The Affordable Care Act (ACA) encourages care coordination and payment structures — accountable care organizations (ACOs), patient-centered medical homes (PCMH) and medical neighborhoods — that promise more efficiency and integration of clinical services. But these models will have limited impact if they fail to address non-clinical factors that account for more than half of what makes us healthy or sick in the first place.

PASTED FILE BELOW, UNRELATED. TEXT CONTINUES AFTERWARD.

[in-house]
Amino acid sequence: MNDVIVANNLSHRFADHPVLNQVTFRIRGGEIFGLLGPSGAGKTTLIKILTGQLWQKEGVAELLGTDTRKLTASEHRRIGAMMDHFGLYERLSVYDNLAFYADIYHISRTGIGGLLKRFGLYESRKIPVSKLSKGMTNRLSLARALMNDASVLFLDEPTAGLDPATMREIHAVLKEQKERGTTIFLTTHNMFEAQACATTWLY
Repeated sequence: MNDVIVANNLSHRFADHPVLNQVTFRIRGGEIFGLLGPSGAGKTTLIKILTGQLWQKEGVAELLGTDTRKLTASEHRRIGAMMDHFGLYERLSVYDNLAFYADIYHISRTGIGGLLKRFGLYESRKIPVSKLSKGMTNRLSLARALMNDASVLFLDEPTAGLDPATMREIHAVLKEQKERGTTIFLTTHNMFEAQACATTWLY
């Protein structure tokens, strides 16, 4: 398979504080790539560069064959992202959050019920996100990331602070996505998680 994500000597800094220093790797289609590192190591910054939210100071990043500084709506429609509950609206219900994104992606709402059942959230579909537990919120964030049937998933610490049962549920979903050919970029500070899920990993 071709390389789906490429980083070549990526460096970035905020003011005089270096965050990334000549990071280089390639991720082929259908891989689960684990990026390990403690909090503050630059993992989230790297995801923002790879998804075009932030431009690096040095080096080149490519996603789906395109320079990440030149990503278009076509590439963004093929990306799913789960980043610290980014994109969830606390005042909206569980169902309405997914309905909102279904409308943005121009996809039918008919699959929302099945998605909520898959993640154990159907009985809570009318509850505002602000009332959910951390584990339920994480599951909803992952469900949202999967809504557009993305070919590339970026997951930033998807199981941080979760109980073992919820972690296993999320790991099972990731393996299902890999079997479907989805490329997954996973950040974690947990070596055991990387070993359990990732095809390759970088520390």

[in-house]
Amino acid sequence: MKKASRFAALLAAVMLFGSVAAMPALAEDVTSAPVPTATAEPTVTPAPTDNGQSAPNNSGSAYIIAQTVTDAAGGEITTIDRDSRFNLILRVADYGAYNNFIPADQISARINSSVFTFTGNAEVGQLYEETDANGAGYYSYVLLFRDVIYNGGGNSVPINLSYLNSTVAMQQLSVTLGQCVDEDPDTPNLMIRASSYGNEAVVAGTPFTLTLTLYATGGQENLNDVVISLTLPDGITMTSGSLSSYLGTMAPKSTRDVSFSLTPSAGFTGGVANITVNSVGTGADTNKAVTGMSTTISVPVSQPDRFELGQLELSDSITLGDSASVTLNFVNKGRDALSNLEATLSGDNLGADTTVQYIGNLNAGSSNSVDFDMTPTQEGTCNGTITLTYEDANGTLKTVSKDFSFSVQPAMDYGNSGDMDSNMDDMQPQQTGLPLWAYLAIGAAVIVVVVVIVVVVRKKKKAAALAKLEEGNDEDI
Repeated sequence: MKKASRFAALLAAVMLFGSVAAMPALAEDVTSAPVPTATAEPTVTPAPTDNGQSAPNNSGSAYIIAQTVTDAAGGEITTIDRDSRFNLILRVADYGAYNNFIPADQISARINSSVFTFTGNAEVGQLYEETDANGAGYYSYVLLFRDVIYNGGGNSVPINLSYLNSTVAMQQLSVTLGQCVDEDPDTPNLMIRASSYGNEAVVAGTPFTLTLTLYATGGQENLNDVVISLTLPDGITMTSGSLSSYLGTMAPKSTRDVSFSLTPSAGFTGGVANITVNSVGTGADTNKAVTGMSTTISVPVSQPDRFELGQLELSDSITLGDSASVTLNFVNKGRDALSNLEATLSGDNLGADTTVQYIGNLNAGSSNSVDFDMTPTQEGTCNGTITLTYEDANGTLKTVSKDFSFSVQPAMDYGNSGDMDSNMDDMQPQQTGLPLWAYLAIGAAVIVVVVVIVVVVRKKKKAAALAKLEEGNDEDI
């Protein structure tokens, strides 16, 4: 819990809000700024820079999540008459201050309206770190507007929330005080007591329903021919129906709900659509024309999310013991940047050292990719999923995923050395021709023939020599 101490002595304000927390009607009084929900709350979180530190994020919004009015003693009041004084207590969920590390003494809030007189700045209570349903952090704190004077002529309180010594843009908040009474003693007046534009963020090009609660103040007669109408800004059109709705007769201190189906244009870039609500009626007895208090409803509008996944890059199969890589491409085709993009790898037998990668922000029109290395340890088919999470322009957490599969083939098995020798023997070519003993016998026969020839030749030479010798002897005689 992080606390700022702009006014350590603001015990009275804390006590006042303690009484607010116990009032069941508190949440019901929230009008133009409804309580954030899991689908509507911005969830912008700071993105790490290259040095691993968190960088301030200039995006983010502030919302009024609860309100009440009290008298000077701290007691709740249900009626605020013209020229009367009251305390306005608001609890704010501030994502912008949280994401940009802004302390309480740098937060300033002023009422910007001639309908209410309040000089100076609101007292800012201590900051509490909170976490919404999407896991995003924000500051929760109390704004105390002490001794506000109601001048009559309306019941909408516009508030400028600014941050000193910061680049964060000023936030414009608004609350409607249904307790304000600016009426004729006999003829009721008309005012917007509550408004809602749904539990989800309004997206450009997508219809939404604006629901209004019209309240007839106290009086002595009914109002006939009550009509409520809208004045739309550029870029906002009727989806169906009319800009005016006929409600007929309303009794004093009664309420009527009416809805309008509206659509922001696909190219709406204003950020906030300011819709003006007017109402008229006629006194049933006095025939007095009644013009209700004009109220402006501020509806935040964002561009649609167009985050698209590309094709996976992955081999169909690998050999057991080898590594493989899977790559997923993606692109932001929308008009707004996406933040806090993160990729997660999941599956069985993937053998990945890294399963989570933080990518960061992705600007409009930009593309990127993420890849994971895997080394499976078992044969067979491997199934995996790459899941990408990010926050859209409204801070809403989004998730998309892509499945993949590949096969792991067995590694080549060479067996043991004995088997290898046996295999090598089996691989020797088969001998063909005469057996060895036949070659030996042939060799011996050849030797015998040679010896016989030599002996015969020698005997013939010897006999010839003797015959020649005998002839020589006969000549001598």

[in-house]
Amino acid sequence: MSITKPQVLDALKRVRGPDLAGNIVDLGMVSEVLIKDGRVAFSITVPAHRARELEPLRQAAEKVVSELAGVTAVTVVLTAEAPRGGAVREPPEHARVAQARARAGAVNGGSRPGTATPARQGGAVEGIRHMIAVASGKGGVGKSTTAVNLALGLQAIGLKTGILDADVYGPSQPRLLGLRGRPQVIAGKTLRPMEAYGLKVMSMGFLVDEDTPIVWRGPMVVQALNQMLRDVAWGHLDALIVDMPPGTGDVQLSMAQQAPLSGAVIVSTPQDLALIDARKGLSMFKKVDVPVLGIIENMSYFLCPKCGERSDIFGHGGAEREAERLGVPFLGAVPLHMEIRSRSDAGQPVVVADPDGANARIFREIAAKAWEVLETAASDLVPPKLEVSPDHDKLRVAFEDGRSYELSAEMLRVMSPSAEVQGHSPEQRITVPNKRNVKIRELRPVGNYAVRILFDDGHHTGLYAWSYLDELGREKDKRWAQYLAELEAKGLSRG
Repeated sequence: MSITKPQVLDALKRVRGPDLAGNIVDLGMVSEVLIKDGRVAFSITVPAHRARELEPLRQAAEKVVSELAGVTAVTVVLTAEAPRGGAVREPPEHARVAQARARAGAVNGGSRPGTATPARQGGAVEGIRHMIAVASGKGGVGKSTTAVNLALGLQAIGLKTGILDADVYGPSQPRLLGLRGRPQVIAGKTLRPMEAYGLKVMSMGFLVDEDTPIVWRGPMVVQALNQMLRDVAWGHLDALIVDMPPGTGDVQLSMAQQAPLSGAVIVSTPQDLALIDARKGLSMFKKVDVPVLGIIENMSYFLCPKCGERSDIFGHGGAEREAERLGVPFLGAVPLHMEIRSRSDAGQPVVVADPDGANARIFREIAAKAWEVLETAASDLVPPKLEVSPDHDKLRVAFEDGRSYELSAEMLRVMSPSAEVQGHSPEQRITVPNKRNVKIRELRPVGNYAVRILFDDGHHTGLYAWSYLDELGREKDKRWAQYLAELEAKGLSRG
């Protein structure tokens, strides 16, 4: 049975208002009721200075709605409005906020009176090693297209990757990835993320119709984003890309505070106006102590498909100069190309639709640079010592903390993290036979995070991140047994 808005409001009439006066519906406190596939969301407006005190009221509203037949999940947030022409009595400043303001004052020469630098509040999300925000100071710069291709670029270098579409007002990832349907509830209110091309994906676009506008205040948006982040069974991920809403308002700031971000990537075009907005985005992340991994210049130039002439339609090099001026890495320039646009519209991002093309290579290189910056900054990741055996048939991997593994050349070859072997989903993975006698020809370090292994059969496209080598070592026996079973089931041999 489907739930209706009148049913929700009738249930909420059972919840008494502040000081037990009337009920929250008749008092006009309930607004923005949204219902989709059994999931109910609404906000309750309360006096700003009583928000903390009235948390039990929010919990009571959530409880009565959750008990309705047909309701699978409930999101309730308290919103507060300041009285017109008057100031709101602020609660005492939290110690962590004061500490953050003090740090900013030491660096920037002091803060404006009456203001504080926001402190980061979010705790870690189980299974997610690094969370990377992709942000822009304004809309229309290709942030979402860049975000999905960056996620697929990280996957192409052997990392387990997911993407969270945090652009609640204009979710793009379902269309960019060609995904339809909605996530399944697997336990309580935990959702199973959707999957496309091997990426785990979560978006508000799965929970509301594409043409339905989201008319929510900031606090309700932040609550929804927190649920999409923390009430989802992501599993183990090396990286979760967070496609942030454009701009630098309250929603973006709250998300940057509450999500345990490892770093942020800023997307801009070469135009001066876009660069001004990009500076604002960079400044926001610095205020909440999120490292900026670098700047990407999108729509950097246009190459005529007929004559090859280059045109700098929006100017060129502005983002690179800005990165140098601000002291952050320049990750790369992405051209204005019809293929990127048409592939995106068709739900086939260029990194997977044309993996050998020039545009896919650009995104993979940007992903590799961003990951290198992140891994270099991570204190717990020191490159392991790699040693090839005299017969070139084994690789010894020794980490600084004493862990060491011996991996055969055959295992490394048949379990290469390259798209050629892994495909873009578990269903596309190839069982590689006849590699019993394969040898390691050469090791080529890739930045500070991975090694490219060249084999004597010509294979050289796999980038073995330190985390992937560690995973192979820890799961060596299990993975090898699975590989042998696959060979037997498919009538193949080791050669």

After all, what good is a ‘health home’ if it’s in the middle of an unhealthy neighborhood?

The Prevention Institute has created a framework for Community-Centered Health Homes that integrates clinical care and community prevention “in order to reduce demand for resources and services; improve health, safety, and equity outcomes; and”  — here’s the really cool part — “provide medical providers with skills and strategies to change the social circumstances that shape the health of their patients.”

Download the report PDF here.

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